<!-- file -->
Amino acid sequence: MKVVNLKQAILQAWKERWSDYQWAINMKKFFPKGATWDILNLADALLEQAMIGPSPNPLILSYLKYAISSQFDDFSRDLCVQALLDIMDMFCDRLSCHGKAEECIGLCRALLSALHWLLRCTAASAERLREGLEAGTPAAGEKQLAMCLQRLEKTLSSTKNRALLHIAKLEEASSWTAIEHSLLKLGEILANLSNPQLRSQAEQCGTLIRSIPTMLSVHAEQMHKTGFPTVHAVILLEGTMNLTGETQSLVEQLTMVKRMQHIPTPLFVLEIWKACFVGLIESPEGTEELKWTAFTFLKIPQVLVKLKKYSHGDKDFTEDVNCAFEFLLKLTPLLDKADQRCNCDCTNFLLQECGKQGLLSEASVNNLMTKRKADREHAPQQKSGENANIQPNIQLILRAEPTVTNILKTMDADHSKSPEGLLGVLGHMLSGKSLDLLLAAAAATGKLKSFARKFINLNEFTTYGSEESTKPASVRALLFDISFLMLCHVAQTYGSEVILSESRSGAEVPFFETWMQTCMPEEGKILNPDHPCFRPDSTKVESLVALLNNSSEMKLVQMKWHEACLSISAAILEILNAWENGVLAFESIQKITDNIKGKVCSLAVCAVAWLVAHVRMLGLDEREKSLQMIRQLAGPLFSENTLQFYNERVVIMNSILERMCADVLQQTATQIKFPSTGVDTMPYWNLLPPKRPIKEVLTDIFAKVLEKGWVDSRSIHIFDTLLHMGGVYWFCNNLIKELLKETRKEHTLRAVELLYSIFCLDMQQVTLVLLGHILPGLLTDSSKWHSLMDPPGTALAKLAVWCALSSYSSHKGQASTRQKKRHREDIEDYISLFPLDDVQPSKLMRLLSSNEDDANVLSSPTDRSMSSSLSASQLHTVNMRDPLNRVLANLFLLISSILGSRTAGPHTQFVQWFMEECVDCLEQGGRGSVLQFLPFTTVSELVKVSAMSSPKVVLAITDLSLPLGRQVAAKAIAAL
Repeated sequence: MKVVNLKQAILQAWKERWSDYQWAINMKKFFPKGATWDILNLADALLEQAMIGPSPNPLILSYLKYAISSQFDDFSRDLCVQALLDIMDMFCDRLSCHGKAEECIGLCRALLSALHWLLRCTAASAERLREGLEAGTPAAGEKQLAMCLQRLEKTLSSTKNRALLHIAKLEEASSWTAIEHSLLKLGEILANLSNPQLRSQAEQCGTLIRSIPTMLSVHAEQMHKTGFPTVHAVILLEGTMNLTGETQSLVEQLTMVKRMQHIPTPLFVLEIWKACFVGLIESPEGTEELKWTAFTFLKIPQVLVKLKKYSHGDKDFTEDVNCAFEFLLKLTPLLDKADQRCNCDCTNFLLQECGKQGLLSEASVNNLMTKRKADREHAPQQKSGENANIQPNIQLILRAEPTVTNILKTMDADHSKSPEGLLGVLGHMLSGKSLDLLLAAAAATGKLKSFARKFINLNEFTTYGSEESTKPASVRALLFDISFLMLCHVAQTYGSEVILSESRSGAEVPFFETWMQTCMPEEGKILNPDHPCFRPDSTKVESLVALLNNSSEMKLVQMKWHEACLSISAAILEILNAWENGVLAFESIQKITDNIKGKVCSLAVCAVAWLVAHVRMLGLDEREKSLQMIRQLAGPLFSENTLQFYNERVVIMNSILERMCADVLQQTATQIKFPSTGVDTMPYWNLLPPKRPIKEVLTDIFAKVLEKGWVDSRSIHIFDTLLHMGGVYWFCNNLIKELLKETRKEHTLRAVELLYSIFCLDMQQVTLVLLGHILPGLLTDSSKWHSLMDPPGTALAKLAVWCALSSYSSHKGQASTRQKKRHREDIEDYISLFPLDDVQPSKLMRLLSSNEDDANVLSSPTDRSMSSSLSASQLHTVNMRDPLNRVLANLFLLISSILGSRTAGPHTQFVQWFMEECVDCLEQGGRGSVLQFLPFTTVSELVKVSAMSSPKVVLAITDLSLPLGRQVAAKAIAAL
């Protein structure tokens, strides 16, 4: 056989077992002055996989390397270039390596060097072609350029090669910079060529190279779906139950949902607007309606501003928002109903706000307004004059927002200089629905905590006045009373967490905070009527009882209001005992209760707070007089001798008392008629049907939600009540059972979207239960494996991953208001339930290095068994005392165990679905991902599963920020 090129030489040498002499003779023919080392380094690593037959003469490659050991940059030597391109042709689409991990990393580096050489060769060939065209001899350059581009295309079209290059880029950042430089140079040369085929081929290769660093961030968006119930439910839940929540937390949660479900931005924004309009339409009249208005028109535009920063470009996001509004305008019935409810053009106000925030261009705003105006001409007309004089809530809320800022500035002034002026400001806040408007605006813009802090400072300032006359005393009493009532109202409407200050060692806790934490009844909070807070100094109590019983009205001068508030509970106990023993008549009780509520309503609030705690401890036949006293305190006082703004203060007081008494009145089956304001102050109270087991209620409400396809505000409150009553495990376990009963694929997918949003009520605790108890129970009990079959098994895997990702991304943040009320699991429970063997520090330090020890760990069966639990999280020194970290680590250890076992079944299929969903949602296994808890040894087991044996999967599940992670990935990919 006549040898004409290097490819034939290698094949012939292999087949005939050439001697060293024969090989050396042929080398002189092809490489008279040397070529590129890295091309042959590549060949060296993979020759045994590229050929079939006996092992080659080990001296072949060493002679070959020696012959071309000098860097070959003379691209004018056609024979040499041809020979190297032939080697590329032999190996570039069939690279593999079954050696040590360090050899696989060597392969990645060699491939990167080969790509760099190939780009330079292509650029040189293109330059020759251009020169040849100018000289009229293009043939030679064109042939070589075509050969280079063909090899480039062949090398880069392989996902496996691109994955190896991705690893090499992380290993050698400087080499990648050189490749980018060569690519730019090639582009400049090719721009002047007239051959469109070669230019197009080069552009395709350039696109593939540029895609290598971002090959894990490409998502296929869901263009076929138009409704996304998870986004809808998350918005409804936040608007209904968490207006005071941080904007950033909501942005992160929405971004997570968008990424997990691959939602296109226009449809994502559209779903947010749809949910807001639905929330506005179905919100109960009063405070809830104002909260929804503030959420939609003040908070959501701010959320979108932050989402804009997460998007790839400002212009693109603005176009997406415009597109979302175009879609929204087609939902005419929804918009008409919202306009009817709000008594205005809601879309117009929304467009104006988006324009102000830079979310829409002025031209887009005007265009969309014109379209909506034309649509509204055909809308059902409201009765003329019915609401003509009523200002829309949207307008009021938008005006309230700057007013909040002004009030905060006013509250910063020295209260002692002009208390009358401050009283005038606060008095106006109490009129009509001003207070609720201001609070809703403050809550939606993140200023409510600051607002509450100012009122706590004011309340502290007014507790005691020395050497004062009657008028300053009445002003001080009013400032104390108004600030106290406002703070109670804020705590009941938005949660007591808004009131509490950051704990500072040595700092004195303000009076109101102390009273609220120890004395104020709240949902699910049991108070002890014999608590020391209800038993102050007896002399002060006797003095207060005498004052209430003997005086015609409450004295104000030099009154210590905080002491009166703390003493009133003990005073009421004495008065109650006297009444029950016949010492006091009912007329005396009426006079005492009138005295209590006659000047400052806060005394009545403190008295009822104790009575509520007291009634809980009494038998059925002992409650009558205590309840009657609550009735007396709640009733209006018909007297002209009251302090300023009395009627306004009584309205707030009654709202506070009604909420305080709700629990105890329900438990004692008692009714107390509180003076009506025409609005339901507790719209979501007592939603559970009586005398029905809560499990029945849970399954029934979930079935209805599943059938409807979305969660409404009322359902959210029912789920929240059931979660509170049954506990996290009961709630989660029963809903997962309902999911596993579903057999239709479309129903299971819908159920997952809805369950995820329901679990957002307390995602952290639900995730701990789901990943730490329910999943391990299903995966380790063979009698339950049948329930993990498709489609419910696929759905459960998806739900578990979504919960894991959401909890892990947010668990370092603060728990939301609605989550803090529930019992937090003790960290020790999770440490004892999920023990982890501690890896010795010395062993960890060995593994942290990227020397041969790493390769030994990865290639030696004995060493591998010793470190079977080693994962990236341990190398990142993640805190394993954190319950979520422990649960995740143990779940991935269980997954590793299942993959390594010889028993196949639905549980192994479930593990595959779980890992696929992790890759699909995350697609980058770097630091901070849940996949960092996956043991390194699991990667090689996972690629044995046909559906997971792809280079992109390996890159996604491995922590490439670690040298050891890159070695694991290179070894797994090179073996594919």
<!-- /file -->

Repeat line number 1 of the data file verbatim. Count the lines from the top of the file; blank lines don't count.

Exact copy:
Amino acid sequence: MKVVNLKQAILQAWKERWSDYQWAINMKKFFPKGATWDILNLADALLEQAMIGPSPNPLILSYLKYAISSQFDDFSRDLCVQALLDIMDMFCDRLSCHGKAEECIGLCRALLSALHWLLRCTAASAERLREGLEAGTPAAGEKQLAMCLQRLEKTLSSTKNRALLHIAKLEEASSWTAIEHSLLKLGEILANLSNPQLRSQAEQCGTLIRSIPTMLSVHAEQMHKTGFPTVHAVILLEGTMNLTGETQSLVEQLTMVKRMQHIPTPLFVLEIWKACFVGLIESPEGTEELKWTAFTFLKIPQVLVKLKKYSHGDKDFTEDVNCAFEFLLKLTPLLDKADQRCNCDCTNFLLQECGKQGLLSEASVNNLMTKRKADREHAPQQKSGENANIQPNIQLILRAEPTVTNILKTMDADHSKSPEGLLGVLGHMLSGKSLDLLLAAAAATGKLKSFARKFINLNEFTTYGSEESTKPASVRALLFDISFLMLCHVAQTYGSEVILSESRSGAEVPFFETWMQTCMPEEGKILNPDHPCFRPDSTKVESLVALLNNSSEMKLVQMKWHEACLSISAAILEILNAWENGVLAFESIQKITDNIKGKVCSLAVCAVAWLVAHVRMLGLDEREKSLQMIRQLAGPLFSENTLQFYNERVVIMNSILERMCADVLQQTATQIKFPSTGVDTMPYWNLLPPKRPIKEVLTDIFAKVLEKGWVDSRSIHIFDTLLHMGGVYWFCNNLIKELLKETRKEHTLRAVELLYSIFCLDMQQVTLVLLGHILPGLLTDSSKWHSLMDPPGTALAKLAVWCALSSYSSHKGQASTRQKKRHREDIEDYISLFPLDDVQPSKLMRLLSSNEDDANVLSSPTDRSMSSSLSASQLHTVNMRDPLNRVLANLFLLISSILGSRTAGPHTQFVQWFMEECVDCLEQGGRGSVLQFLPFTTVSELVKVSAMSSPKVVLAITDLSLPLGRQVAAKAIAAL